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Clacton/Harwich: Maternity units set to partially re-open from next month

11:28 11 June 2014

Hospital under the spotlight

Hospital under the spotlight

Archant © 2006

Maternity units in Clacton and Harwich look set to re-open – but only on an on-demand basis.


Both midwife-led birthing units used to have an around-the-clock presence, but were closed by hospital chiefs in March due to a shortage of midwives at the central unit in Colchester.

Midwives from the coastal units were instead used to plug the shortfall in Colchester until more staff could be recruited. The two centres have only been open for ante- and post-natal classes, while mothers have had to travel to Colchester for births or have home deliveries.

There are approximately 66 births per week at Colchester with an average of five births per week between the coastal units.

The move sparked three protest marches by local residents in Tendring, who were particularly concerned the closure could be made permanent.

The Colchester Hospital University Foundation NHS Trust (CHUFT) board has said through-out the closure it was a temporary measure, and in no way an indicator of the direction of a future review of the maternity service as a whole.

Any permanent closure would require the agreement of the North East Essex Clinical Commissioning Group and a public consultation.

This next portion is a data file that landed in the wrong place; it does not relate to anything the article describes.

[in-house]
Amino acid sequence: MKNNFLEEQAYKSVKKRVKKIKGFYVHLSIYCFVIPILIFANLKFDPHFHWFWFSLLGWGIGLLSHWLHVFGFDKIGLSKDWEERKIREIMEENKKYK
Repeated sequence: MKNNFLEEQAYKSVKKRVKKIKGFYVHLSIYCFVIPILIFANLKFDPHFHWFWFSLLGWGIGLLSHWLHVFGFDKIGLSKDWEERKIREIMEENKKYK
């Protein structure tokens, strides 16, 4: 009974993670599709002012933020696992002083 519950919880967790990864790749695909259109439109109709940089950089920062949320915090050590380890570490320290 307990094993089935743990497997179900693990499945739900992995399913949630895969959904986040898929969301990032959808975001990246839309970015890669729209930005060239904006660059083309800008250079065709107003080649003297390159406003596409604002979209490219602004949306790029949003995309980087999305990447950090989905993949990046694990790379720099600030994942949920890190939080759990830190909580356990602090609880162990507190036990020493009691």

Hospital chiefs at a board meeting tomorrow are set to make a decision on whether to continue the on-going closure of the units.

However the recommendation before them is to re-open both centres as on-demand units, rather than on a 24-7 basis, from July.

This means that aside from ante- and post-natal classes the units will be closed until the on-call midwife receives a call to say a birth is happening, at which point the unit will be opened.

The units can only be used by expectant mums who are classed as low-risk. High-risk mothers will still have to travel to Colchester, as was the case before the temporary closure.

Tomorrow’s meeting is the first for interim chief executive Dr Lucy Moore in her new role, and also the first since Trust chairman Dr Sally Irvine announced she would be stepping down in September.

The search for a new permanent chief executive has been on hold to allow a new chairman to be appointed and involved in the recruitment process.

Other items for discussion include the ongoing steps to get cancer services back on track following last year’s waiting times scandal and addressing issues raised in the Keogh Review.

The board of directors meets tomorrow at 1pm in Training Rooms South, at Colchester General Hospital in Turner Road, Colchester. It is open to the public.



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